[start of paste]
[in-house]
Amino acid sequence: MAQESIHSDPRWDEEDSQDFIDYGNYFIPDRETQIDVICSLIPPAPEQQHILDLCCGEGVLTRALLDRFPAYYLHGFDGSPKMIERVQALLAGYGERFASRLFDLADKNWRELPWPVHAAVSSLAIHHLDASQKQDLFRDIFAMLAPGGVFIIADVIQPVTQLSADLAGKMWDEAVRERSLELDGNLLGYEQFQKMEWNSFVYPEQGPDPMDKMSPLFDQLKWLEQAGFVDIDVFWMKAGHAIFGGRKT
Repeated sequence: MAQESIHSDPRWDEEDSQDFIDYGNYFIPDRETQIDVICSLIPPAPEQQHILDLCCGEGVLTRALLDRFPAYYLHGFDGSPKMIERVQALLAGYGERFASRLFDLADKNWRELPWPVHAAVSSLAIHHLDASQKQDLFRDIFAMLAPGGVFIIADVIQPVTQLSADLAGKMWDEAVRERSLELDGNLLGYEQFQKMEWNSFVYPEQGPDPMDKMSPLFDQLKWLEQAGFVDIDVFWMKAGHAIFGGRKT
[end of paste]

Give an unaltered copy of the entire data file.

[in-house]
Amino acid sequence: MAQESIHSDPRWDEEDSQDFIDYGNYFIPDRETQIDVICSLIPPAPEQQHILDLCCGEGVLTRALLDRFPAYYLHGFDGSPKMIERVQALLAGYGERFASRLFDLADKNWRELPWPVHAAVSSLAIHHLDASQKQDLFRDIFAMLAPGGVFIIADVIQPVTQLSADLAGKMWDEAVRERSLELDGNLLGYEQFQKMEWNSFVYPEQGPDPMDKMSPLFDQLKWLEQAGFVDIDVFWMKAGHAIFGGRKT
Repeated sequence: MAQESIHSDPRWDEEDSQDFIDYGNYFIPDRETQIDVICSLIPPAPEQQHILDLCCGEGVLTRALLDRFPAYYLHGFDGSPKMIERVQALLAGYGERFASRLFDLADKNWRELPWPVHAAVSSLAIHHLDASQKQDLFRDIFAMLAPGGVFIIADVIQPVTQLSADLAGKMWDEAVRERSLELDGNLLGYEQFQKMEWNSFVYPEQGPDPMDKMSPLFDQLKWLEQAGFVDIDVFWMKAGHAIFGGRKT